Drones and virtual reality combine to recreate mysterious archaeological site

5 pictures

The Plain of Jars  was chosen as a testbed for the technology due to a pending application to have it listed as a UNESCO World Heritage site

View gallery - 5 images

The rise of virtual reality has created portals to some truly far-out, futuristic worlds, but some are also exploring how the technology can allow us to peer into the past. With the help of drones, Australian archaeologists are creating a virtual replica of the Plain of Jars, an ancient site littered with mysterious stone jars in Laos, so that inquisitive minds can strap on headsets and explore from afar.

The Plain of Jars stretches over hundreds of square kilometers of green and hilly countryside around the town of Phonsavan, Laos. It takes its name from the large stone jars scattered throughout the area, and has drawn the interest of archaeologists due to the fact that no one really knows how or why they came about.

Researchers from the Australian National University (ANU) and Monash University were looking for a place to test out their new mapping technology, called Cave2, and settled on the Plain of Jars due to a pending application to have it listed as a UNESCO World Heritage site.

Cave2 is a system that takes purpose-shot drone footage and turns it into virtual replicas of archaeology dig sites, by having the drone snap a set of 3D images every 10 cm (3.93 in) and then pumping the data into a digital mould.

"You put on a headset and the virtual model feels like you're standing and walking around the site," said Dr Dougald O'Reilly from the ANU School of Archaeology and Anthropology. "As you move around the image moves as if you are at the location."

These types of virtual recreations could prove useful in a number of ways. It could serve as a teaching aid to allow kids in classrooms anywhere in the world to get a visual perspective on a particular site, or the virtual maps could be used to print life-sized models for installation in museums. It could also be used by researchers needing to retrace their steps.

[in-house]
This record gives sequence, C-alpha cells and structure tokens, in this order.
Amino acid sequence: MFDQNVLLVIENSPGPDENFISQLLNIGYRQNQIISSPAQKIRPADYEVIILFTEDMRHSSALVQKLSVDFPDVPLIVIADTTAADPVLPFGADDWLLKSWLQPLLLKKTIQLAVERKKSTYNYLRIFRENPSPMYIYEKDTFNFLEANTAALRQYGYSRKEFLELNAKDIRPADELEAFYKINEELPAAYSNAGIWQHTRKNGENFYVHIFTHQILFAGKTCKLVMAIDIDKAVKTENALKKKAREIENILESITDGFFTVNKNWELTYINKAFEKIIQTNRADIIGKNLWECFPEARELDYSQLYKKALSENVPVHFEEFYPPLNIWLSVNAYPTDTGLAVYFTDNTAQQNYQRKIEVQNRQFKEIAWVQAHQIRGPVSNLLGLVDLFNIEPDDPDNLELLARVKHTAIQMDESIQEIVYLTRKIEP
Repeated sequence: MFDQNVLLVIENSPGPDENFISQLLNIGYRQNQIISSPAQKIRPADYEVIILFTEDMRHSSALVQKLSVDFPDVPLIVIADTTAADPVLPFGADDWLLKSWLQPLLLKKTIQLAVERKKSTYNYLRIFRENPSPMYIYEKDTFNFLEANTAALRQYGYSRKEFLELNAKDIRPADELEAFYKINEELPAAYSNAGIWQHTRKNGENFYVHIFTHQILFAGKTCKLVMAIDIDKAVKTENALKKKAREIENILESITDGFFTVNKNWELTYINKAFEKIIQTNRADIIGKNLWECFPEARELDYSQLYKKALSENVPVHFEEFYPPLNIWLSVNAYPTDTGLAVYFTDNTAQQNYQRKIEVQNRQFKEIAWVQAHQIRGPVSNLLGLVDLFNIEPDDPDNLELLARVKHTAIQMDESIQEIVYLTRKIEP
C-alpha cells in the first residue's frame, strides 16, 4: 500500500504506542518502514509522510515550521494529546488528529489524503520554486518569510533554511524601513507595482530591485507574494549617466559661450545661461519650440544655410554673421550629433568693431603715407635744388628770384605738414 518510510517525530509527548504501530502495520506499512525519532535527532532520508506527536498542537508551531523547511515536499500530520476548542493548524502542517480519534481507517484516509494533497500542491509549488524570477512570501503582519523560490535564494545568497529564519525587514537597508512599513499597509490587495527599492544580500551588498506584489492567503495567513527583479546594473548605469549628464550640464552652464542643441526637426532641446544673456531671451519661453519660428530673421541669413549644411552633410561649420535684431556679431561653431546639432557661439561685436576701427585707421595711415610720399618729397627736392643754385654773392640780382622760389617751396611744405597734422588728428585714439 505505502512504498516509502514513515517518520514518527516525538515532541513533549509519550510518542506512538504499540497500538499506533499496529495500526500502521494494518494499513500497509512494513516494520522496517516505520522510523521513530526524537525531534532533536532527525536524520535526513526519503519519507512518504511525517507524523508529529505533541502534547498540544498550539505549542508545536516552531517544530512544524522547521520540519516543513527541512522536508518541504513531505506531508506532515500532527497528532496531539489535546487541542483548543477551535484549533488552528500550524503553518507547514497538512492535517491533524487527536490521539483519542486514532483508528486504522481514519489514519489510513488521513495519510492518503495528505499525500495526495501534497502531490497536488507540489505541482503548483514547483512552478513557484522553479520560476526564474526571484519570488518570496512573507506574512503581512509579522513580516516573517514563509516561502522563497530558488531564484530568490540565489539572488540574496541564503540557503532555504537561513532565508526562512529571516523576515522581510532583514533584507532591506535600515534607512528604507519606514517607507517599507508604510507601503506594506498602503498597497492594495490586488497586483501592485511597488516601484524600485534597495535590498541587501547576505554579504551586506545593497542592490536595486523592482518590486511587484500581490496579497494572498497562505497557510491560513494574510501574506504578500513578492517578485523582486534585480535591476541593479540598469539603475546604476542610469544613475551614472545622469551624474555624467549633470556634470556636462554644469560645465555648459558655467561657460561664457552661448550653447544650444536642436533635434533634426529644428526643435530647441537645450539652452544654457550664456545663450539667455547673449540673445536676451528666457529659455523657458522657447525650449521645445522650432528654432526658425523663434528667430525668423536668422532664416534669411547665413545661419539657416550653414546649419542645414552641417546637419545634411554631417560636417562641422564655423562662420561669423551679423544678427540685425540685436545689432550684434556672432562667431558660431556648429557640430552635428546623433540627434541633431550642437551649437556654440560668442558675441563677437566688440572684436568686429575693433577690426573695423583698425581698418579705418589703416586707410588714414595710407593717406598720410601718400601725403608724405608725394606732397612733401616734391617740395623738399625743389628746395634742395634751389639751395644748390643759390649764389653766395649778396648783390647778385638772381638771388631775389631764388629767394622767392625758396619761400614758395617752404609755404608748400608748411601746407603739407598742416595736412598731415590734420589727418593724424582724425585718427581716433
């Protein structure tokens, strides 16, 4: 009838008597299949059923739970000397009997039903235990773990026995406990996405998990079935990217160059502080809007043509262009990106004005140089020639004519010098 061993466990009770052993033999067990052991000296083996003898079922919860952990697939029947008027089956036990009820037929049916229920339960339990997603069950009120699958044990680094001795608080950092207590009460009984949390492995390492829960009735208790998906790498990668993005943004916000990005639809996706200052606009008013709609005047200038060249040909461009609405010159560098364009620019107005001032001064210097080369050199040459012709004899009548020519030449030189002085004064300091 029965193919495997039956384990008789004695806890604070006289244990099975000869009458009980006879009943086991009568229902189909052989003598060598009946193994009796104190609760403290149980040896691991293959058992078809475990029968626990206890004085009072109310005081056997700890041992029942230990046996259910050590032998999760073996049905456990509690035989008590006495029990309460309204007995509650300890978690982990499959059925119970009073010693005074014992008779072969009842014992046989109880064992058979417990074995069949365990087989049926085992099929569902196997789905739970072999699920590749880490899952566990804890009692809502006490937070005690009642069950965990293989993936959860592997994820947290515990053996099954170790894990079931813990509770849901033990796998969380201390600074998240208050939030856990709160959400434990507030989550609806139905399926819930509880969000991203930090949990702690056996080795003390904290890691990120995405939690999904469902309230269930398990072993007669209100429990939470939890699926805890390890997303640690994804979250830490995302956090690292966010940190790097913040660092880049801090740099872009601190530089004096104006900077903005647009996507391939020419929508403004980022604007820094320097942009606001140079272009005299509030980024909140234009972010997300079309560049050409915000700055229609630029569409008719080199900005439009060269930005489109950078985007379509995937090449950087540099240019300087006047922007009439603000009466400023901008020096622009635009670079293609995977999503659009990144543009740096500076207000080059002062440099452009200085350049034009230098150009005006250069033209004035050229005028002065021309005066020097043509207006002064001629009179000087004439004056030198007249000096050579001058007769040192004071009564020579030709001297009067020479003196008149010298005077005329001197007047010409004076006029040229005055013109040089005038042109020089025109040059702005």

"It allows you to revisit the site," says O'Reilly. "Even right now I'm using it to look at the positioning of some of the materials I'm having radio-carbon dated. In terms of heritage preservation it's a useful tool. If you want to monitor the change in heritage sites through time you have that data."

Exploring ancient sites in virtual reality isn't entirely new. VR firm Realities trades in taking people to real-world places that are out of reach, like tourist and lost archaeological sites, while other groups such as the archaeology faculty at the University of Southampton is researching how the technology can bring archaeological sites in Spain and Egypt to life.

But bringing drones into the mix opens up new possibilities, the researchers say, because it will allow them to probe locations that may be hard to reach through conventional archaeological approaches, due to obstacles like land mines.

"Of the over 80 known jar sites in Laos, only seven have been cleared of explosives," says Dr Louise Shewan from Monash University.

You can catch a drone's eye view of the Plain of Jars site below.

View gallery - 5 images

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